Why Cappuccino Coding

This Tuesdays was one of those days that every programmer goes through but it doesn’t make it any more fun. A character building day, one could say.

I did an excellent job in allocating a big chunk of time for coding (7h38′ in total) but apart from maybe the first hour, I didn’t get anything done. Early in the morning I accidentally deleted my last week of work thinking I was just cleaning my control source environment. That is not too bad, as the application I wrote isn’t massive and it’s very well documented. The problem is that somehow my Visual Studio Code was also ruined. Omnisharp stopped working and nothing was getting imported into any project.

I’m not sure it’s fixed yet, it seems like turning Omnisharp’s “Using Global Mono” to “Never” did the job, but it’s too early to celebrate. This one thing that has always frustrated me a little bit in my coding journey. Sometimes I’ll do things without really knowing why and how they work, not because I’m too lazy to dig in but it’s because there are thousands of those things in any given app and If I try to see through the fog of every class I’ll never anything done (I can barely get anything done as it is).

The OmniSharp Debacle

Implementing Principles

One of the things that can be quite frustrating in coding is that it takes a while before there are palpable results. It’s a thing most people feel or have felt, particularly those who work in large projects, where their contribution is too tiny to be noticed, as Alain De Bouton points out in this excellent video about finding meaningful work.

That’s why I decided to implement a simple principle. At any given time I have to work with clear goals and sub-goals so I can be proud of what was achieved up to any point. That will lead me to finish a number of small applications that will serve as a portfolio to be proud of.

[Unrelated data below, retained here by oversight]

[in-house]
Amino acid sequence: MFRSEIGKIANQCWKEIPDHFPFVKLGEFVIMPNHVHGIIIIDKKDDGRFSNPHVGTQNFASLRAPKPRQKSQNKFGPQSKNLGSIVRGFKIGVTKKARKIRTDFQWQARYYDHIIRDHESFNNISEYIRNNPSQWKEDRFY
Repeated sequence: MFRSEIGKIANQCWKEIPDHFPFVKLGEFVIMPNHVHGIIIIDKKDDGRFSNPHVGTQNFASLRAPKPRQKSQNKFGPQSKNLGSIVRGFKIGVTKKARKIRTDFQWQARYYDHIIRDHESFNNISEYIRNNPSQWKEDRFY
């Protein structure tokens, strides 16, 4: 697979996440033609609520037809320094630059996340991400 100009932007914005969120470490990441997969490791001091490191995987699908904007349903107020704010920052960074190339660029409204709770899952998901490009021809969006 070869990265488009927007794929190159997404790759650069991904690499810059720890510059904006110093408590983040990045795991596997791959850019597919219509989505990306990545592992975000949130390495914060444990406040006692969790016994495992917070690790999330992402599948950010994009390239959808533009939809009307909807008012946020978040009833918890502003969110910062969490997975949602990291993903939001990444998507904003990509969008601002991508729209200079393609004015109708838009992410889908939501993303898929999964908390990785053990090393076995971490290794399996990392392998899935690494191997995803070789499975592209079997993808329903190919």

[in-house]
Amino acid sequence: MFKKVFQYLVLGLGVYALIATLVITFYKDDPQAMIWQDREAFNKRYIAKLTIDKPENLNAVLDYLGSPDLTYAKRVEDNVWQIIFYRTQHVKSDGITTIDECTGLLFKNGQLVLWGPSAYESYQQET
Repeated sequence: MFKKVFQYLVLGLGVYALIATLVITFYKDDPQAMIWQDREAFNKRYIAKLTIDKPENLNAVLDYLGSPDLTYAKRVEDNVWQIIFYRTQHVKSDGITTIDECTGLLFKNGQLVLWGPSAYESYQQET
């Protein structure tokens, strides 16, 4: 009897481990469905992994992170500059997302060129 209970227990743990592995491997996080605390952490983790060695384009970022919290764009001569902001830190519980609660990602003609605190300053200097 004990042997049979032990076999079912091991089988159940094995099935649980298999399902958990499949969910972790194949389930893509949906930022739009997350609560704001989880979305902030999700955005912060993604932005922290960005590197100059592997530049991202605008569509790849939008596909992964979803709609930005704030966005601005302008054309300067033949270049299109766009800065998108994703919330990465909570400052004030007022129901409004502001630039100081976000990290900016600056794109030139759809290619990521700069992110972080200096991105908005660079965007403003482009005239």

As I know this is something that bothers many beginners and might even ultimately get them to quit, I decided to create a brand that will deliver quality educational material: Cappuccino Coding. I’ll expand on it later, but basically the idea is to provide a series of tutorials for building real-life (or close to) applications. At first, they’ll be a bunch of APIs that will be scalable and with different levels of complexity, isolating components and architectural concepts that can be quite intimidating when put together, as most of the best tutorials do. The transition from the “Todo List” kind of app to the enterprise level app is very confusing. There are a handful of very good tutorials out there, but I still think there’s a massive gap of quality material in the middle ground between the super simple and the super complex. That’s the territory Cappuccino Coding will try to occupy.

Fantastic Coffee at Stanton, Brisbane CBD

Enjoying The Process

Cappuccino Coding has it’s name because I want something that people will remember. I do like Shut Up and Code but I think that’s too aggressive. I think cappuccino conveys a better message: Sit down and enjoy the process. There aren’t many things I enjoy more in life than sitting down in a nice cafe with a fantastic cappuccino doing some work.

Merging Blogs

This is the third blog I’ve had since I’ve started coding, which shows how inconstant my mind can be, or all over the shop, one might say, but I’ll do myself a favour and merge all posts in this blog so I can have a nice archive starting from my first javascript course at Code Academy in June 2019.

See you soon!

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